Genes from green pepper rescue Africa's banana from deadly wilt disease

In a major breakthrough, scientists have successfully transferred genes from green pepper to bananas that enable the crop to resist the deadly Banana Xanthomonas Wilt (BXW), the most devastating disease of banana in the Great Lakes region of Africa. The researchers are now ready to start confined field trials in Uganda.

The destructive bacterial disease affects all varieties including the East African Highland bananas and exotic dessert, roasting, and beer bananas causing annual losses of more than US$500 million across East and Central Africa. The crops are also under threat from another deadly disease, the banana bunchy top disease.

The transformed banana, infused with proteins from the green pepper, have shown strong resistance to BXW in the laboratory and screen houses. Some of the findings have been published in the current issue of Molecular Plant Pathology journal.

Dr Leena Tripathi, a biotechnologist with International Institute of Tropical Agriculture (IITA) and the lead author of the paper, says that although there is still a long way to go before the transgenic bananas find their way into farmer’s fields, this breakthrough is a significant step in the fight against the deadly banana disease.

“The transferred genes work by rapidly killing the cells that come into contact with the disease-spreading bacteria, essentially blocking it from spreading any further. Hopefully, this will boost the arsenal available to fight BXW and save millions of livelihoods in the Great Lakes region,” she said. “Furthermore, the mechanism- known as Hypersensitivity Response - also activates the defense of adjacent and even distant uninfected plants leading to a systematic acquired resistance."

Dr Tripathi adds that there are presently no commercial chemicals, biocontrol agents or resistant varieties to help control the spread of BXW. She emphasizes that even if a source of resistance is identified, developing a truly resistant banana would be extremely difficult given the sterile nature and long gestation period of the crop.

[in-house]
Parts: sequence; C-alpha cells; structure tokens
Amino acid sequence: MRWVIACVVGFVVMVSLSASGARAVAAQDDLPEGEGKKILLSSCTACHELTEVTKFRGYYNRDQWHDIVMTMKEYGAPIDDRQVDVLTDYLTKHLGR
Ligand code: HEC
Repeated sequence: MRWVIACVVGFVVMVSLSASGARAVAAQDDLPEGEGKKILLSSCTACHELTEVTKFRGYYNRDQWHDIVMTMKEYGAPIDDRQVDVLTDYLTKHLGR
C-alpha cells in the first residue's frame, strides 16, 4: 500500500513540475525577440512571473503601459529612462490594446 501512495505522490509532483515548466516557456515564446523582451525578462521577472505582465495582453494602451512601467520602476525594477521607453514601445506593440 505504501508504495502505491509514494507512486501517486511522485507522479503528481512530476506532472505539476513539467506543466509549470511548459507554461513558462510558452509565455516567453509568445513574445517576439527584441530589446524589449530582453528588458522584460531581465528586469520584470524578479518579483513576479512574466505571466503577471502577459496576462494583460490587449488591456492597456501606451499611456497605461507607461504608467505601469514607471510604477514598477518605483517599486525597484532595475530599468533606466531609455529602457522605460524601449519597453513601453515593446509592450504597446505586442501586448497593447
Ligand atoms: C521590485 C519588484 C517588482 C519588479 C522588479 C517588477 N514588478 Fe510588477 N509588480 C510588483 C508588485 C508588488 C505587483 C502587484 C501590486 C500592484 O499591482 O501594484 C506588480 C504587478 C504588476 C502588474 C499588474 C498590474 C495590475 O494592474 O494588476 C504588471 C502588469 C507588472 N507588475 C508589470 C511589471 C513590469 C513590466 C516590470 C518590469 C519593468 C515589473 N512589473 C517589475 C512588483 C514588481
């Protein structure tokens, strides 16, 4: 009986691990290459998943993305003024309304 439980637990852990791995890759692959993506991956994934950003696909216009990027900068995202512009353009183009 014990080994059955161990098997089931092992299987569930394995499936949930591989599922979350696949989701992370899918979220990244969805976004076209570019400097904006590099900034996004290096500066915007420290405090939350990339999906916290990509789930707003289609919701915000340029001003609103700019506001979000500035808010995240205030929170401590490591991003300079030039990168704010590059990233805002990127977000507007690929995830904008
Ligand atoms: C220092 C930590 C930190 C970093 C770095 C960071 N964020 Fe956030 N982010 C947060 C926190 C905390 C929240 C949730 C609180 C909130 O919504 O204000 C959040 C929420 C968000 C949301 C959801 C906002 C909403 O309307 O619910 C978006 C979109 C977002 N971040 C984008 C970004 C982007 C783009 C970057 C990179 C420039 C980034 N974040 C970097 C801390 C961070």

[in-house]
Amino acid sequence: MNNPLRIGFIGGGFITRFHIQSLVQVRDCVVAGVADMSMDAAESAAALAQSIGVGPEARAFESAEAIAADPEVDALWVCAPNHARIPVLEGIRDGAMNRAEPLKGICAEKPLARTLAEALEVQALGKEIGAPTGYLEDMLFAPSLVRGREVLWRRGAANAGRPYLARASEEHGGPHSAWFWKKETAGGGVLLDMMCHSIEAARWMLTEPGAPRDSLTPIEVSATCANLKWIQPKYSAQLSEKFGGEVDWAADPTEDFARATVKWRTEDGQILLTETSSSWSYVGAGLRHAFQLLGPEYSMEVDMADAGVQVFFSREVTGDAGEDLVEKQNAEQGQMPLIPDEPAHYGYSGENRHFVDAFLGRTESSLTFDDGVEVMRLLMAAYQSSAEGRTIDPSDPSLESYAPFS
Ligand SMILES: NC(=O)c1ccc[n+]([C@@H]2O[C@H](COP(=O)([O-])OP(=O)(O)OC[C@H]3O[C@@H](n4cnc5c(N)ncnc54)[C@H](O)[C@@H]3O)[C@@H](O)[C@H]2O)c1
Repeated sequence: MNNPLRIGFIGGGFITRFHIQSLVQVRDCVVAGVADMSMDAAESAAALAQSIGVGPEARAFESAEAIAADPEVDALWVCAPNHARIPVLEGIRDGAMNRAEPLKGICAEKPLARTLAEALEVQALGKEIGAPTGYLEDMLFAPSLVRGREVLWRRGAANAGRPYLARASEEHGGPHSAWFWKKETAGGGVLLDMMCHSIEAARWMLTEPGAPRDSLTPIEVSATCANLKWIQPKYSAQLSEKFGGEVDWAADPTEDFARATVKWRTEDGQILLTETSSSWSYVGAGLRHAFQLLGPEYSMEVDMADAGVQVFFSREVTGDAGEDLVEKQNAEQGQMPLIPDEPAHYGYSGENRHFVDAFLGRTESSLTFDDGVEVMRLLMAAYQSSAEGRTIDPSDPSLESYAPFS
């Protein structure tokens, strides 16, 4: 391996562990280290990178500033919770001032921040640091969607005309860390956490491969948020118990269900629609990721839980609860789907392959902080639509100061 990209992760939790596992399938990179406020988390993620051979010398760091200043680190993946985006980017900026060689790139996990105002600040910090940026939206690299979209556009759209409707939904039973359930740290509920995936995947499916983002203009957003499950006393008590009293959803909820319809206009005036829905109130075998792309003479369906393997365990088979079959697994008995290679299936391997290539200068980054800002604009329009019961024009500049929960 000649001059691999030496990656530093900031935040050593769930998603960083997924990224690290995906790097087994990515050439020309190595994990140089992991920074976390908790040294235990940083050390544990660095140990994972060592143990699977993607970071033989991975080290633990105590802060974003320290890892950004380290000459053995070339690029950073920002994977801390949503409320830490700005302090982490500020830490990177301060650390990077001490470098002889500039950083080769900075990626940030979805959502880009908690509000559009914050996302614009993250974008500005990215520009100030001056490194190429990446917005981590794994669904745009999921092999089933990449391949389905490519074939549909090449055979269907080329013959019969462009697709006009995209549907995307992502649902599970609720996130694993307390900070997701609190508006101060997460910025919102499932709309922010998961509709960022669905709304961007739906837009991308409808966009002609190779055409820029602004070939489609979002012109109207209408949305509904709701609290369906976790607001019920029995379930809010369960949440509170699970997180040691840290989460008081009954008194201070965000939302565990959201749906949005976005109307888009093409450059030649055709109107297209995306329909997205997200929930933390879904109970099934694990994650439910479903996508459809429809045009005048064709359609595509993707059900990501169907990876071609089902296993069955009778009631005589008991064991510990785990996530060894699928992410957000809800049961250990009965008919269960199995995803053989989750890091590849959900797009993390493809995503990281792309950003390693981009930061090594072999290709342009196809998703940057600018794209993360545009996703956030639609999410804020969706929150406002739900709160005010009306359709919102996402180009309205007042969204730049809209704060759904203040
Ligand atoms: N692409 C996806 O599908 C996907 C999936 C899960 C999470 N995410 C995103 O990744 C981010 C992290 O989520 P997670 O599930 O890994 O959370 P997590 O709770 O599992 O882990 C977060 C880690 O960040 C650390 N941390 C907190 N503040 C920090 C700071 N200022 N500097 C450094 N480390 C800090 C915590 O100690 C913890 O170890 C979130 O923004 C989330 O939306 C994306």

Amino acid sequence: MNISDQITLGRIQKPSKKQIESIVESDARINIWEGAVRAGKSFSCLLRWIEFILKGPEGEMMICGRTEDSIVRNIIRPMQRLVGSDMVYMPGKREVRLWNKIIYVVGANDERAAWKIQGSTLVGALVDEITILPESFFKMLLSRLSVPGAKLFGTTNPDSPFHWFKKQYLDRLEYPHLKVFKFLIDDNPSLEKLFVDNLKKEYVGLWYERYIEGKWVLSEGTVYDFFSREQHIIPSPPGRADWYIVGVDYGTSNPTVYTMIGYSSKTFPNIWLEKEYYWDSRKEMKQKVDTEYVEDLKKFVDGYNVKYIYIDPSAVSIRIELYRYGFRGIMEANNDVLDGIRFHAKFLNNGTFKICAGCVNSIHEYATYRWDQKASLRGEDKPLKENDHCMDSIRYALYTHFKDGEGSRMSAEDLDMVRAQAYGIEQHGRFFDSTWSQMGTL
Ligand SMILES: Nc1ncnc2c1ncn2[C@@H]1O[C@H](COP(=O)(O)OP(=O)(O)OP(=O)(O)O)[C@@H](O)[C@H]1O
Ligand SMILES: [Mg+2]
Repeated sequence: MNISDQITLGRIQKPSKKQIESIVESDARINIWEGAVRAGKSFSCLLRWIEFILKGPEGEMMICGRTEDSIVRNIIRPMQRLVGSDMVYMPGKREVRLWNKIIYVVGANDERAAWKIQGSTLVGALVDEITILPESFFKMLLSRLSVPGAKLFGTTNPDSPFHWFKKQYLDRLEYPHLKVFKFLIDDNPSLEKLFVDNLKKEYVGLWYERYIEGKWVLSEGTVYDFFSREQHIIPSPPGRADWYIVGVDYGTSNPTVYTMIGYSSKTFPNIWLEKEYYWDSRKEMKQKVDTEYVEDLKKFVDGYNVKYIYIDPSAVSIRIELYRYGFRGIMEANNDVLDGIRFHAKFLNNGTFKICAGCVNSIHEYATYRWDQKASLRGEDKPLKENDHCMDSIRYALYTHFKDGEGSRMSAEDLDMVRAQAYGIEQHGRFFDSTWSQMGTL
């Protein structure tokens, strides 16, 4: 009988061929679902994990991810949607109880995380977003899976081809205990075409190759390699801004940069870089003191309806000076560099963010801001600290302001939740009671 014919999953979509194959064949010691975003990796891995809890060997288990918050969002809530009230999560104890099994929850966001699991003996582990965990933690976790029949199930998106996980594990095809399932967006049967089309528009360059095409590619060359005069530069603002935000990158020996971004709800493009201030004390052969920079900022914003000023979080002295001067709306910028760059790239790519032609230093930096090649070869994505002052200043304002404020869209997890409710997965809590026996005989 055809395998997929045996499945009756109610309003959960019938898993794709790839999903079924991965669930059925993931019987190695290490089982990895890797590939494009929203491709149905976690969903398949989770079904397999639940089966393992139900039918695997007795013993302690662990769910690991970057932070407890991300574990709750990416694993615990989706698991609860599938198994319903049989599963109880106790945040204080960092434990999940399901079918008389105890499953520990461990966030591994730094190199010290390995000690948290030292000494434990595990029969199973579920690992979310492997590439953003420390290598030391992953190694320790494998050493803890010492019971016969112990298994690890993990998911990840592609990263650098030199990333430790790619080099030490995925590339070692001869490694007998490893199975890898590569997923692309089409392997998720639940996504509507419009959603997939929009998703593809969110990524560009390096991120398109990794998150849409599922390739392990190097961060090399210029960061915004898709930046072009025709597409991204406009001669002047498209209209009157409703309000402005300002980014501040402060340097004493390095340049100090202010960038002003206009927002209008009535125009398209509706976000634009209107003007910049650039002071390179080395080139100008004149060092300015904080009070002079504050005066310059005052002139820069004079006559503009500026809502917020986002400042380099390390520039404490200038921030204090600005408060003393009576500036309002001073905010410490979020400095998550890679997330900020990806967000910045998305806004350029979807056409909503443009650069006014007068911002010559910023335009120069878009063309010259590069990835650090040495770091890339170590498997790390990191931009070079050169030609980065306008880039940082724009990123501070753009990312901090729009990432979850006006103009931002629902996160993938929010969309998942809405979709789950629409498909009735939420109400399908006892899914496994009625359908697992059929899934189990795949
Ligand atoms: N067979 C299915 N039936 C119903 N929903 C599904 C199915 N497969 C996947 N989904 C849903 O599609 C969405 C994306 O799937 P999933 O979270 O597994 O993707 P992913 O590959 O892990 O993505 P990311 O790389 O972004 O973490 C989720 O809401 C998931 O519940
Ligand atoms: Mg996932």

The researchers from IITA in partnership with the National Agricultural Research Organization (NARO) and the African Agricultural Technology Foundation (AATF) are now ready to evaluate these promising resistant lines under confined field trials after the National Biosafety Committee of Uganda recently approved the conduct of the tests.

BXW was first reported in Ethiopia 40 years ago on Ensete, a crop relative of banana, before it moved on to bananas. Outside of Ethiopia, it was first reported in Uganda in 2001, then rapidly spread to the Democratic Republic of Congo, Rwanda, Kenya, Tanzania, and Burundi, leaving behind a trail of destruction in Africa’s largest banana producing and consuming region.

The disease causes yellowing and wilting of the leaves, uneven and premature ripening of the fruit, and withering and rotting of the whole plant causing complete yield loss.

The disease can be controlled by removal of the male flowers, debudding, and sterilizing farm implements used. However, the adoption of these practices has been inconsistent at best as farmers feel debudding affects the quality of banana and sterilizing farm tools is tedious.

Scientists believe that the novel plant proteins can also provide effective control against other banana diseases in other parts of the world such as “Moko”, Blood and “Bugtok” that are also caused by bacteria similar to the BXW pathogen. These genes were acquired from Academia Sinica, Taiwan.


August 2010